Reading about the adventures of Violet is like eating a box of chocolates. It’s a sumptuous read – in part I kept wanting to stroke the cover, which I have in hardback, as it is shiny and has Becka Moor’s divine colour illustrations on the front. The best thing though is that its luxurious feel is replicated in the words within. Our heroine, Violet, is a young Sherlock Holmes, solving mysteries where she can. In Hidden Treasure, she has just returned from a holiday in India, when she is asked to look after the Maharajah’s cockatoo, as sadly the Maharjah has died and the cockatoo is the only link left to his fortune. Someone is trying to birdnap the cockatoo, and it is up to Violet and her friends to figure out who it is. Harriet Whitehorn draws a picture of an eccentric family living with somewhat eccentric neighbours around a communal garden. The whole book has a timeless feel, although there are allusions to modern day, but what makes it notable is the beautiful language that Harriet deploys to tell her story. The plot is a fairly run of the mill mystery – perfect for the age group, if a little contrived for a grown up reader, but the luxury of the book makes it rather special. I loved the glossary of Violet’s ‘tricky’ words at the back, which is a fun way of introducing good vocabulary to a young reader, as well as the newspaper articles summing up what happened after the story ended. And for me that encapsulates what the Violet series is all about – the fantastic attention to detail. Violet and the Pearl of the Orient, which was the first in the series, is similar in vein, with detailed illustrations matching the detailed text. There’s a lot to coo over within these books – I’d take Violet over a Cadbury’s Milk Tray any day.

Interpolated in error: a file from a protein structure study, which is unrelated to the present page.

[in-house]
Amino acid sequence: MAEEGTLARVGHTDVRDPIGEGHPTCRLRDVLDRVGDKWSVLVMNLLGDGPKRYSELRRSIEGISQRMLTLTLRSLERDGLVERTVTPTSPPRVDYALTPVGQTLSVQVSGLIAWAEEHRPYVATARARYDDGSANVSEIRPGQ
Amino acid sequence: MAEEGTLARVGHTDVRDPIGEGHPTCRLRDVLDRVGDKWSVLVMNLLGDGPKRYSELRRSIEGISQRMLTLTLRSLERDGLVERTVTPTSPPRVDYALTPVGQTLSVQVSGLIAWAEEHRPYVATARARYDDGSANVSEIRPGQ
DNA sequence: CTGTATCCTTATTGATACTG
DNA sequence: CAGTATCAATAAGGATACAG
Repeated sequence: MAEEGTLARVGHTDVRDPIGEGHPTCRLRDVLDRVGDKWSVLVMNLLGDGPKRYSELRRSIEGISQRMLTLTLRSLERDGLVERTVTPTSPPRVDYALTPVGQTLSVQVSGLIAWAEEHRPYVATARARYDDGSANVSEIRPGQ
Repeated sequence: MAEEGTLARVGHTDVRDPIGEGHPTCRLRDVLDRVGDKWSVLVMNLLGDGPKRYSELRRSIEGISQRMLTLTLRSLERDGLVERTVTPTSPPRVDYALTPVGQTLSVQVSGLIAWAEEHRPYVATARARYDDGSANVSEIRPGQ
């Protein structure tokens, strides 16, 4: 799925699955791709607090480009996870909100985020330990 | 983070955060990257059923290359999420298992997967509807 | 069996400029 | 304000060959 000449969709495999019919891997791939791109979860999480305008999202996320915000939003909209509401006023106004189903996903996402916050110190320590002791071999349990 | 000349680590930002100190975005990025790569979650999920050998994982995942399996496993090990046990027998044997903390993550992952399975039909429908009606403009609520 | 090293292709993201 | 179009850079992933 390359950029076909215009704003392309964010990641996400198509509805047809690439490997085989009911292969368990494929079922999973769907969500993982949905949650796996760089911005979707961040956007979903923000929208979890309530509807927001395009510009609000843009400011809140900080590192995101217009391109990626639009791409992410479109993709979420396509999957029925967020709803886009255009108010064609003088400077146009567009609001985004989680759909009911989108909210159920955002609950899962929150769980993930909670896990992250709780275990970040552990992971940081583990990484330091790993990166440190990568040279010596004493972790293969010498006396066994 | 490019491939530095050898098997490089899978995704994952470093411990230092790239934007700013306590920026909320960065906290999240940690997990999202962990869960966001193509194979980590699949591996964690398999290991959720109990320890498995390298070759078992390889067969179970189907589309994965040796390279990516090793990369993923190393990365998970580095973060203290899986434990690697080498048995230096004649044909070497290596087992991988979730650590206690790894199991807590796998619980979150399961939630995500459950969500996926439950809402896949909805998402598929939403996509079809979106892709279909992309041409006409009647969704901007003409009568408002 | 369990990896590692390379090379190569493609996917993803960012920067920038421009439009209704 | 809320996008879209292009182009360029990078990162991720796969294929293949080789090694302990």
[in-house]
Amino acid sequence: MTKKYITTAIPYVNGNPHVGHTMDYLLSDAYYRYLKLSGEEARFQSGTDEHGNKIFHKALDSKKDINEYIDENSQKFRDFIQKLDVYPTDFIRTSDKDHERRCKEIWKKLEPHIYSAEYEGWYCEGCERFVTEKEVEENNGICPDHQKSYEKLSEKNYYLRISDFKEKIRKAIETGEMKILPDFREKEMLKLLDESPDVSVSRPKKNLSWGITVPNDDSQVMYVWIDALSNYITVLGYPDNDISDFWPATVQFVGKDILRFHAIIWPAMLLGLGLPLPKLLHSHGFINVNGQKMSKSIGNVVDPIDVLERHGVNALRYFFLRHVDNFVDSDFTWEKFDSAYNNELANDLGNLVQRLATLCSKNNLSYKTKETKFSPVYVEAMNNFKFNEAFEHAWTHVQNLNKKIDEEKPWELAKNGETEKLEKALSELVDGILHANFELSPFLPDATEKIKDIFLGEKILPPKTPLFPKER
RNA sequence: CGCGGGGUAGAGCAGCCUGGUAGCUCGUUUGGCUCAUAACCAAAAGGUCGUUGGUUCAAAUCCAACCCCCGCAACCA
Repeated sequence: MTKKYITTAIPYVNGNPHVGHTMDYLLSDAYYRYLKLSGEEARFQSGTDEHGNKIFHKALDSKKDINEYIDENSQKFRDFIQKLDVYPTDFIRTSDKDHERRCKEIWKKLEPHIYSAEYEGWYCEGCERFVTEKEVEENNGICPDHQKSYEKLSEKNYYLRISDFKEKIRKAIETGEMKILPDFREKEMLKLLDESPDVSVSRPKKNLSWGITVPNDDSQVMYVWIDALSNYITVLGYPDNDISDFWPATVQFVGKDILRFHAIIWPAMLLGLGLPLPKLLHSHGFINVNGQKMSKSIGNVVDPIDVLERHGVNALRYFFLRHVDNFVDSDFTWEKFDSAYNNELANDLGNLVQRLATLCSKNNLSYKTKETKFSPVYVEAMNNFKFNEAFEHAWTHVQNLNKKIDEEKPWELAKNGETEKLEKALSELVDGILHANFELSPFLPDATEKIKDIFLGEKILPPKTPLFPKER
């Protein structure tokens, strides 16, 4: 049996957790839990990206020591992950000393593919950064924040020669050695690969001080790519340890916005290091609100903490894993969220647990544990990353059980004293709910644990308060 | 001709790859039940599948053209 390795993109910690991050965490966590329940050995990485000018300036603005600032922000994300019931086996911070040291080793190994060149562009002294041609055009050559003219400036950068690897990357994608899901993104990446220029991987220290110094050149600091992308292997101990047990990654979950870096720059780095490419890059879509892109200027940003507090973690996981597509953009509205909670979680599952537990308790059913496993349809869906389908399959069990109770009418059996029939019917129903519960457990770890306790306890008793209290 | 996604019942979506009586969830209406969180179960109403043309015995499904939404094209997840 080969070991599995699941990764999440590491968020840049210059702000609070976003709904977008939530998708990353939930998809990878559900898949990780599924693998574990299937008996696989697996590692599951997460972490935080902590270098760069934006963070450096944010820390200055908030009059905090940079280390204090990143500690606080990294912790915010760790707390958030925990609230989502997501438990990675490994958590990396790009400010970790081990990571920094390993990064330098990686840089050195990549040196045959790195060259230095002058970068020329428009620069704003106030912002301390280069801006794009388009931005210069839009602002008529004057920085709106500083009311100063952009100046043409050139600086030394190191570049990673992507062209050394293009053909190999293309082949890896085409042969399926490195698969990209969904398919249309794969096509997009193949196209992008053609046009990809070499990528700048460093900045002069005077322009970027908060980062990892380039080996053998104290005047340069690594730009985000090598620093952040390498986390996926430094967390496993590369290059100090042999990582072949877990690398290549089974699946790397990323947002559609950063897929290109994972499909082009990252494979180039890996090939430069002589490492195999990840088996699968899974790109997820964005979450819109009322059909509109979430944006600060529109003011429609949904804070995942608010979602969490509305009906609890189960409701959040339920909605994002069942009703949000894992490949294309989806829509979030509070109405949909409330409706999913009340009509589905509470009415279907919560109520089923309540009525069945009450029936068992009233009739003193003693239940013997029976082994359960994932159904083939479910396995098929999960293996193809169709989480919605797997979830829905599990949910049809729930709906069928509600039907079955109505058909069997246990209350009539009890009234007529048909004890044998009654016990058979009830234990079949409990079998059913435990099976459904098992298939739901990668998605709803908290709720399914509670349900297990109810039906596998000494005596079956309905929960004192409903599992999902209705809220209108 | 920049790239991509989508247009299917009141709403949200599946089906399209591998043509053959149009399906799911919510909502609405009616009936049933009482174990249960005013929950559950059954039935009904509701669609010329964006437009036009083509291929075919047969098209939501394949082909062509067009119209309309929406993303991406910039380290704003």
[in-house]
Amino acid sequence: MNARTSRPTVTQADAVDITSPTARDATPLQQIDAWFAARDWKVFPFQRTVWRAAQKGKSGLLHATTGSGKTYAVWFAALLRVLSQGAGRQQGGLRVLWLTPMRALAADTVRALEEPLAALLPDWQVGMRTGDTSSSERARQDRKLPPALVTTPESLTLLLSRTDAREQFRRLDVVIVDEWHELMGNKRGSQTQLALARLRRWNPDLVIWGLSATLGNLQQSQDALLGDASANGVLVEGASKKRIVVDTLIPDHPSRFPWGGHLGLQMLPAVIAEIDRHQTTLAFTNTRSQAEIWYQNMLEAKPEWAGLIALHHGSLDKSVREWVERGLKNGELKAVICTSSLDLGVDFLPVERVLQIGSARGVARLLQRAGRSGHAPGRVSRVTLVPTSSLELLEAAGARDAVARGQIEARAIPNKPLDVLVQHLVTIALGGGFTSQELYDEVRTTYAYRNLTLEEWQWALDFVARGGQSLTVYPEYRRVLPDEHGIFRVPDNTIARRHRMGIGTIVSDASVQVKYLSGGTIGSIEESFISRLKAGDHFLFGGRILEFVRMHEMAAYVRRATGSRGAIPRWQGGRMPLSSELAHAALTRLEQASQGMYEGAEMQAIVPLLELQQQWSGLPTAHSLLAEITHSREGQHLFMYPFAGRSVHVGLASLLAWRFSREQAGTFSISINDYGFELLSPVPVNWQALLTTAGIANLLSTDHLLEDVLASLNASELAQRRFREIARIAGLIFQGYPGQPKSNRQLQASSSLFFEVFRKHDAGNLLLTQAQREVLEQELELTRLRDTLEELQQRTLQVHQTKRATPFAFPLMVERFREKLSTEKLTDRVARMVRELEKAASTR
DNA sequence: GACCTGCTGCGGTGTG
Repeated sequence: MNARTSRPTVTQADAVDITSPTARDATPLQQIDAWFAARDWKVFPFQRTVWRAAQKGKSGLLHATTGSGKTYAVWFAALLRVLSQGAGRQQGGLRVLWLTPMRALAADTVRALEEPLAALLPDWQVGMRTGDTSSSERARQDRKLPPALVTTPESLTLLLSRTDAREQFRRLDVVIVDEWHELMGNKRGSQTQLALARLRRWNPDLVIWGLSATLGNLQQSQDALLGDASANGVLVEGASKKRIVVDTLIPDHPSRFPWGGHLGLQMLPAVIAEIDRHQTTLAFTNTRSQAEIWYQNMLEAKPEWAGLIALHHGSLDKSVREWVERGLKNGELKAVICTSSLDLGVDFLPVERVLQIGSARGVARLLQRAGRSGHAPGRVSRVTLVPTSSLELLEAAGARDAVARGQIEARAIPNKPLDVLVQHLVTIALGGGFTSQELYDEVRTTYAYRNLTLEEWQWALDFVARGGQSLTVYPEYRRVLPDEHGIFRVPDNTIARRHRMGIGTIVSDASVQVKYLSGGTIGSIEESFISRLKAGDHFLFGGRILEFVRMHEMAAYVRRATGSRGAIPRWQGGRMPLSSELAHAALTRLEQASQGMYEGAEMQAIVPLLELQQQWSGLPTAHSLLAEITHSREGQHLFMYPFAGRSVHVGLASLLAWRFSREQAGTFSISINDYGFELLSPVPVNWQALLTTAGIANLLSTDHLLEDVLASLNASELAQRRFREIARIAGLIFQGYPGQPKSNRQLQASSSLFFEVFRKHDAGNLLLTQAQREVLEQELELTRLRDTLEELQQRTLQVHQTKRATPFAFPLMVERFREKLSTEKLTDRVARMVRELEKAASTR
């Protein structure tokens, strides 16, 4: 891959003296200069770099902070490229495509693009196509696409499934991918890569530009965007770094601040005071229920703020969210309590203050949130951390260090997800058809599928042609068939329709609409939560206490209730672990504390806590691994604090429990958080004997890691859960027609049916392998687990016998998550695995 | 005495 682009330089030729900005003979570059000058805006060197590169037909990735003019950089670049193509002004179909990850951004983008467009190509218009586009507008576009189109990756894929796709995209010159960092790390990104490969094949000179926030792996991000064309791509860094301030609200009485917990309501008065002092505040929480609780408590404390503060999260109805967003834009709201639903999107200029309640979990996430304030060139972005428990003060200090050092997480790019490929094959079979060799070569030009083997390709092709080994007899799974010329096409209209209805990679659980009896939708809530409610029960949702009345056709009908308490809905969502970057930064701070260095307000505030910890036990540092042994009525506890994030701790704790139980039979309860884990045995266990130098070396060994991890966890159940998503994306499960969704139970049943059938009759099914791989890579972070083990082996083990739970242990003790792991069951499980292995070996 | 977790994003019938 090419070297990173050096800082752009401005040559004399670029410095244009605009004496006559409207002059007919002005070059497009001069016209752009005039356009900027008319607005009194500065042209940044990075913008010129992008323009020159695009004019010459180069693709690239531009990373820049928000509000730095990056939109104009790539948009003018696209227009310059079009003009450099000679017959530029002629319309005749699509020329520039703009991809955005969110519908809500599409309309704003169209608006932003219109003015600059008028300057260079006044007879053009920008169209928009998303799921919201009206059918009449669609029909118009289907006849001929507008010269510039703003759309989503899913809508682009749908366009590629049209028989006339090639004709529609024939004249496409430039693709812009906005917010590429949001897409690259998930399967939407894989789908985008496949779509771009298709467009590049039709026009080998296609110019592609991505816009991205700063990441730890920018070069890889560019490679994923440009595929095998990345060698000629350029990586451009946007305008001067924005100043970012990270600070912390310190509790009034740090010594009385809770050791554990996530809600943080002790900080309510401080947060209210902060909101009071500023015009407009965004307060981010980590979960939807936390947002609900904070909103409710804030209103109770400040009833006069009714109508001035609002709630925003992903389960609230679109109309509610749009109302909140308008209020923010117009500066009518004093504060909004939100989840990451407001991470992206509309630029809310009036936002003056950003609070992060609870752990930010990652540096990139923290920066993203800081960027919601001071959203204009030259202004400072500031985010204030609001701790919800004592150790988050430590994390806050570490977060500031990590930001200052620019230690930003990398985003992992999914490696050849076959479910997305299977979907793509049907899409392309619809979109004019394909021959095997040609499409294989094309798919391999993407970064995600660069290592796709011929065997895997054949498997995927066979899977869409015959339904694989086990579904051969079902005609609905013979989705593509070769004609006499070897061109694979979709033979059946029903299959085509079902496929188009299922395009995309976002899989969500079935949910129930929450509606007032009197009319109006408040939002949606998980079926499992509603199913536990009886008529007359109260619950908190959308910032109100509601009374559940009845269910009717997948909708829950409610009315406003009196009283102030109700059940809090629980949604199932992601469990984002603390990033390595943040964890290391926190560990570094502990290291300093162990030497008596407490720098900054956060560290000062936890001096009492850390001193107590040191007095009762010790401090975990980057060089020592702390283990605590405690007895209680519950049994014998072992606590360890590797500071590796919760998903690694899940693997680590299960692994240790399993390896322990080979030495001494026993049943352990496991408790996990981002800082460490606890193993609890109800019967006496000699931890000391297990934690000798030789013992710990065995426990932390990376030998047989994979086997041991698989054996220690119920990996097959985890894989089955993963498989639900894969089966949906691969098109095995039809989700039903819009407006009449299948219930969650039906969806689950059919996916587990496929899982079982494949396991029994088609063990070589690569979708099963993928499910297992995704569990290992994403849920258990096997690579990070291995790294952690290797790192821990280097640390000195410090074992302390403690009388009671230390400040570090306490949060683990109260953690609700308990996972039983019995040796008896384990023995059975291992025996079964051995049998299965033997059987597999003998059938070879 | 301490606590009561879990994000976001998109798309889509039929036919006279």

For readers age 7+, this follows in the ilk of Goth Girl and Ottoline – highly illustrated younger fiction which appeals because the books are both well written and beautifully produced.
With thanks to Simon and Schuster for a review copy. Buy yours here.